Refusing the let the James Laine controversy die down, MVS has also demanded censorship on all books that would be written on historical figures. This demand for a quasi-Soviet approach to ensure that the historical record is kept This, despite a police warning against gathering at the institute on R-Day. Every protestor dropped a rupee coin in specially placed urns, as a token contribution towards the restoration of the institute. It is unclear whether this is a move to remove the book from the market entirely including the US and the UK , or merely a defensive legal maneuver to preclude any liability claims.
Not only that: he also felt it necessary to assure his listeners: "We are prepared to take action against the foreign author", and that this was "a warning to all foreign authors that they do not play with our national pride".
Jadhav: told reporters today that he was writing to Laine to summon him to India for questioning. If Laine refuses the "request," the police chief plans to move court. In fact, it is clear that Laine has not been charged with any extraditable offense. What reactions there have been in the academic community do not appear to have made any impact or found any resonance outside those limited circles. The destruction of property, especially that which is unique and of historical significance, and the threats against scholars have been denounced in the press and in public.
Disturbingly, a significant minority has been willing to excuse even the attacks on BORI as justifiable under the circumstances, and while 72 of those responsible were arrested and charged, there have been continued threats both legal and physical against BORI, scholars associated with it, and against author James Laine.
The banning of the book and the attacks on BORI and various scholars were thus clearly aimed not only at this specific case, but at the whole enterprise of scholarship, and of freedom of expression.
There have been numerous opinion pieces regarding these incidents. Among the disturbing trends they make note of is the uneven use of Section A of the Indian Penal Code to limit expression, and the politicising of what should be academic debates.
Among the opinion pieces are: Dileep Padgaonkar on Myth against history Times of India, 25 January , who finds these events: "drive home the point yet again that in this country it is myth, not history, that ignites popular imagination. It is part of a practice, connived at and condoned, during the past decade and more. Every time we compromise on this principle, every time a publishing house allows itself to recall a book, every time the authorities fail to punish the vandals, every time politicians seize such issues for narrow political gains, every time the barbarian at the gate is accommodated, we fail not just our academics but our historical legacy of open scholarship.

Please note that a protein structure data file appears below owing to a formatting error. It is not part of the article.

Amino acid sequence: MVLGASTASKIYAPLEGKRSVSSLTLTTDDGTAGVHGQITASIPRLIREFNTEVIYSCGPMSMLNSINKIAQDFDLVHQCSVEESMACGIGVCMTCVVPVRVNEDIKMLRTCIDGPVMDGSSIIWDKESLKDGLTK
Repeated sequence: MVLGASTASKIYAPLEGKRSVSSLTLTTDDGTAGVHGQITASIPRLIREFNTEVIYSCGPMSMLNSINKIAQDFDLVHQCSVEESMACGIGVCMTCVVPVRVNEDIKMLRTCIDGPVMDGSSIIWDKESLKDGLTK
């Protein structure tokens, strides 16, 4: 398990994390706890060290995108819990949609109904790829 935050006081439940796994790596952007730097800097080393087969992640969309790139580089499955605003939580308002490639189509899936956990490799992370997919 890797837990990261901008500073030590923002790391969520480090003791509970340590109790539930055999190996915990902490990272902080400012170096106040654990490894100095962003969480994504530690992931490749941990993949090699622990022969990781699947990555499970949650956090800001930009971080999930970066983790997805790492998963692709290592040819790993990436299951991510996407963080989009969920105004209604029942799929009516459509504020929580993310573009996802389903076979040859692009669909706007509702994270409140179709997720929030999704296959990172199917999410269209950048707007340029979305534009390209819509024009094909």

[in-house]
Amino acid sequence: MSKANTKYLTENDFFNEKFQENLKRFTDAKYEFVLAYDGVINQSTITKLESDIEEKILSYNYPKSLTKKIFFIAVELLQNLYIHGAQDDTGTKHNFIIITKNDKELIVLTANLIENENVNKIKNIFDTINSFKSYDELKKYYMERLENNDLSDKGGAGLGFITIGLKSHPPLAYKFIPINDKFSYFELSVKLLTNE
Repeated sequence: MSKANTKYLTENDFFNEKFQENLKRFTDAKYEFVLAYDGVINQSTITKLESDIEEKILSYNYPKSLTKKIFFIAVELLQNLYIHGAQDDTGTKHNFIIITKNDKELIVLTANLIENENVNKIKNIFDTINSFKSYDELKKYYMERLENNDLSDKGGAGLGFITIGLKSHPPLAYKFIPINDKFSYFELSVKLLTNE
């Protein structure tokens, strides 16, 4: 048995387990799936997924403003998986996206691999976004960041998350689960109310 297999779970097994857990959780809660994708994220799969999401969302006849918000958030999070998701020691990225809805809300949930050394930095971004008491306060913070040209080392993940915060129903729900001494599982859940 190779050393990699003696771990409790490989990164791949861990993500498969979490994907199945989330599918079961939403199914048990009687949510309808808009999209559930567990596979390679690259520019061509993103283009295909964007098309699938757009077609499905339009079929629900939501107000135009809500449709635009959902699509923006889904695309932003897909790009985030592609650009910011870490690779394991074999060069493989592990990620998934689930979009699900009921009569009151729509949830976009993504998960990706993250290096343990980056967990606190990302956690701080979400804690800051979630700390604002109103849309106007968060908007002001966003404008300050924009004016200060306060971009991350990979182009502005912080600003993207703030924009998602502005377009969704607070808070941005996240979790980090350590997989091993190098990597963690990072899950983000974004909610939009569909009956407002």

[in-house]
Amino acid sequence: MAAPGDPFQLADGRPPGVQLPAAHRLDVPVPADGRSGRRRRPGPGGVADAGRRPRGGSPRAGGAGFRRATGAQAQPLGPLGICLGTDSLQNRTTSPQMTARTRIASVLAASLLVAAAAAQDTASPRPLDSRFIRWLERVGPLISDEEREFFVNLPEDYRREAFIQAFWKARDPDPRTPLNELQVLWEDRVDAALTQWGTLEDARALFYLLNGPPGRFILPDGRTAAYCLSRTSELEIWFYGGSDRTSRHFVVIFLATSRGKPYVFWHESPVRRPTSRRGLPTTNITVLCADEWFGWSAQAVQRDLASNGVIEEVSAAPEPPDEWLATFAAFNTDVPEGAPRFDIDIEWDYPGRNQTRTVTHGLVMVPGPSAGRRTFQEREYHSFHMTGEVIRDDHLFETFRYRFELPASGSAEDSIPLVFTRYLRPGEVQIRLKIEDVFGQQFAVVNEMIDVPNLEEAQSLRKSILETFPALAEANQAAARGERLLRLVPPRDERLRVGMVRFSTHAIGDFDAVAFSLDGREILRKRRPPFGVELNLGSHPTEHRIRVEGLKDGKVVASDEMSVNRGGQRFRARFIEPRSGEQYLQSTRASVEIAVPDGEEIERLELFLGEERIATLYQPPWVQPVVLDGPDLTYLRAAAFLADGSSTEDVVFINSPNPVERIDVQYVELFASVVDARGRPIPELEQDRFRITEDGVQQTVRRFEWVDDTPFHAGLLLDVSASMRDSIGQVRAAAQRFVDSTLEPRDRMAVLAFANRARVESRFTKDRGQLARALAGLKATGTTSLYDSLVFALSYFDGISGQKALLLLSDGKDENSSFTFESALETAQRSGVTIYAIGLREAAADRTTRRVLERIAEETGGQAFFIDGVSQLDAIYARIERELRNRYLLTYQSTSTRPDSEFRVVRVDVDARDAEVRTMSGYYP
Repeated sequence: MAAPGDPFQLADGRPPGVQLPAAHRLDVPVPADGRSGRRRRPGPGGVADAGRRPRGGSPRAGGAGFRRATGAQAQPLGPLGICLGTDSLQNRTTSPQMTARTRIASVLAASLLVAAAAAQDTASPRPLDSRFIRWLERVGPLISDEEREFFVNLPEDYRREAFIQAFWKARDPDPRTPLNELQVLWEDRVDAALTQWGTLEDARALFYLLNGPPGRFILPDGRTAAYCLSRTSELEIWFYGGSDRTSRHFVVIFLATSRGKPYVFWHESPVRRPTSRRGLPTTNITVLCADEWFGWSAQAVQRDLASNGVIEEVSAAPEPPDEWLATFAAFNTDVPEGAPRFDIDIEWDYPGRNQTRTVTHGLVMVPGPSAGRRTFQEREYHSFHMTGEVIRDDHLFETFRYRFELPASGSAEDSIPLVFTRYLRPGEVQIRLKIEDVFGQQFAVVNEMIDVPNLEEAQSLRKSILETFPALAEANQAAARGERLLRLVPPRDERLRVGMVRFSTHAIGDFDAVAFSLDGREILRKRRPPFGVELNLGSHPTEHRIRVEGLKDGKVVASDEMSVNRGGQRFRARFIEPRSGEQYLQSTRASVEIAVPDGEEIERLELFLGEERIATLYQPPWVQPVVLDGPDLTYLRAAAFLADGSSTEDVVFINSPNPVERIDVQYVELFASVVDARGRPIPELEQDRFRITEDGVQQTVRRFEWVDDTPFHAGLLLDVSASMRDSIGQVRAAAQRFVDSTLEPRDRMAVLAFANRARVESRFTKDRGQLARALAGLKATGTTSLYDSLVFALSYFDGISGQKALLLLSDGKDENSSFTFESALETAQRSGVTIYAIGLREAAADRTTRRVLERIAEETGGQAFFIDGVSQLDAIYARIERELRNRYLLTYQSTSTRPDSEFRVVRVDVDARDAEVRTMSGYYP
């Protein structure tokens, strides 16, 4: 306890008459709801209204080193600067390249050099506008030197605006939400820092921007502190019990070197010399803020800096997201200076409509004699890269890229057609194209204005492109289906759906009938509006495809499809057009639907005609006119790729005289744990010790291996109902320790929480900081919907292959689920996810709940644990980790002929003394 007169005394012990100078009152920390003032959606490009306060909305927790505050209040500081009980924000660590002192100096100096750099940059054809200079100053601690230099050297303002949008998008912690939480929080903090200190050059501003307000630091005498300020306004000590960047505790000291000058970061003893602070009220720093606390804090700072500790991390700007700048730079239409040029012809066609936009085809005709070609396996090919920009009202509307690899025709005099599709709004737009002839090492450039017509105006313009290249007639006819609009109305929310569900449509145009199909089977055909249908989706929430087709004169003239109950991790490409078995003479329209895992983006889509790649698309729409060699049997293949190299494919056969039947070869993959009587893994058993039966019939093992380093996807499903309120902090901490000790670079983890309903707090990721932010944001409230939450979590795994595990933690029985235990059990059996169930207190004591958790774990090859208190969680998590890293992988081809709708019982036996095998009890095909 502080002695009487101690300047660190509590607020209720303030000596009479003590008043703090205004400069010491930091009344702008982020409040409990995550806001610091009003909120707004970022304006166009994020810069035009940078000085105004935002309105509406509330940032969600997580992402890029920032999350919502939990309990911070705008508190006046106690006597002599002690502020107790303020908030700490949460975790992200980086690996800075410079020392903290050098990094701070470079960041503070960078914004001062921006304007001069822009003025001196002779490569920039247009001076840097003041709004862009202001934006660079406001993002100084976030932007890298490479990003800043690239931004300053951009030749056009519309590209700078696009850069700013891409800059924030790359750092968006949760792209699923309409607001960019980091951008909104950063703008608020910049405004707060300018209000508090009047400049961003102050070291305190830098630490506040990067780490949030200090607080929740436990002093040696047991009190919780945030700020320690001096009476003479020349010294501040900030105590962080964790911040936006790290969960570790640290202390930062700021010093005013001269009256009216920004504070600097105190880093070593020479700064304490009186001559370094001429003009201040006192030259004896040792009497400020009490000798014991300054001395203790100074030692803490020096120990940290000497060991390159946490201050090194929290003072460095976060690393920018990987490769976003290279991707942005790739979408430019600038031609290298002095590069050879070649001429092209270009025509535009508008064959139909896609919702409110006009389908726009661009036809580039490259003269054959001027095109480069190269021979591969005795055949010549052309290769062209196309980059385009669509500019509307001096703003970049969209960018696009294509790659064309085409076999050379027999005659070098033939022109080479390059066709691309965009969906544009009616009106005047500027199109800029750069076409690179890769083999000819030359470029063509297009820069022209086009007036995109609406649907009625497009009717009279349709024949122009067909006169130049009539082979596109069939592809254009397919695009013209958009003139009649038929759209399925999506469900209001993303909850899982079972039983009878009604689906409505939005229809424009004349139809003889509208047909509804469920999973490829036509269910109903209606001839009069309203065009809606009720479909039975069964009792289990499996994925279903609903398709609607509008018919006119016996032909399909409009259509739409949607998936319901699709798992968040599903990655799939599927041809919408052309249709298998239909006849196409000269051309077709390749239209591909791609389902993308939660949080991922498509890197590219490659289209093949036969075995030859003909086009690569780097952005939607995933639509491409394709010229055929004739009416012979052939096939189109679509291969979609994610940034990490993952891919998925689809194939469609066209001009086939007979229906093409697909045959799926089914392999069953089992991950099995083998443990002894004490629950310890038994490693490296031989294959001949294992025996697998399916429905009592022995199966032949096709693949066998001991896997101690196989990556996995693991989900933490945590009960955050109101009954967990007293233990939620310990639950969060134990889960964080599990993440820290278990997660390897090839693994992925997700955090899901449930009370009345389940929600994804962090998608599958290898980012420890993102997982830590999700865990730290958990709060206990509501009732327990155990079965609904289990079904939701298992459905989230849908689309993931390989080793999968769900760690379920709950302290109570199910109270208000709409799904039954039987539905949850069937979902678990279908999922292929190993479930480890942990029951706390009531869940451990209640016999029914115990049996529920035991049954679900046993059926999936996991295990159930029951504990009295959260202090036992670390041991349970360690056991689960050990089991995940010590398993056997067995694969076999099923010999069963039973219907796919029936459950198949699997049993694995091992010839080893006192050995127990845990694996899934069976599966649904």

It will not be won by bans on offensive texts or McCarthy-ite purges of the infuriatingly perverse. It has to be fought with civility, argument, rigour and a sense of strategy. The Statesman , noting: "Our country has time and again failed to stay true to its credential of tolerance. Sekhar finding: Historians rue attack on freedom of expression The Times of India, 24 March , noting that: "The casualty of cultural censorship may be scholarship".
Note that in considering reactions in India we are limited to English-language material that is freely accessible via the Internet. It should be clear that this material may well not be representative of broader opinion, or even of media opinion.
The Hindu and Marathi language press may well have responded entirely differently. Bhalchandrarao C.
Shivaji: Hindu King in Islamic India
Laine Read preview Synopsis Shivaji is a well-known hero in western India. He defied Mughal power in the seventeenth century, established an independent kingdom, and had himself crowned in an orthodox Hindu ceremony. James Laine traces the origin and development if the Shivaji legend from the earliest sources to the contemporary accounts of the tale. In the process, he paints a new and more complex picture of Hindu-Muslim relations from the seventeenth century to the present. He argues that this relationship involved a variety of compromises and strategies, from conflict to accommodation to nuanced collaboration. Neither Muslims nor Hindus formed clearly defined communities, says Laine, and they did not relate to each other as opposed monolithic groups. Different sub-groups, representing a range of religious persuasions, found it in their advantage to accentuate or diminish the importance of Hindu and Muslim identity and the ideologies that supported the construction of such identities.
Shivaji: Hindu King In Islamic India
May 17, Devavrat rated it it was amazing I was gleefully surprised to find this book freely available online. It is a short paged book that can be read in single sitting. After reading it becomes quite obvious as to why the establishment does not want the people to read this gem. Shivaji is often shown to be a disciple of either ramdas or tukaram. However, the historic records and evidence presented in this book suggests that let alone shivaji being a disciple of either , it is highly unlikely that shivaji ever met tukaram or ramdas in his entire lifetime!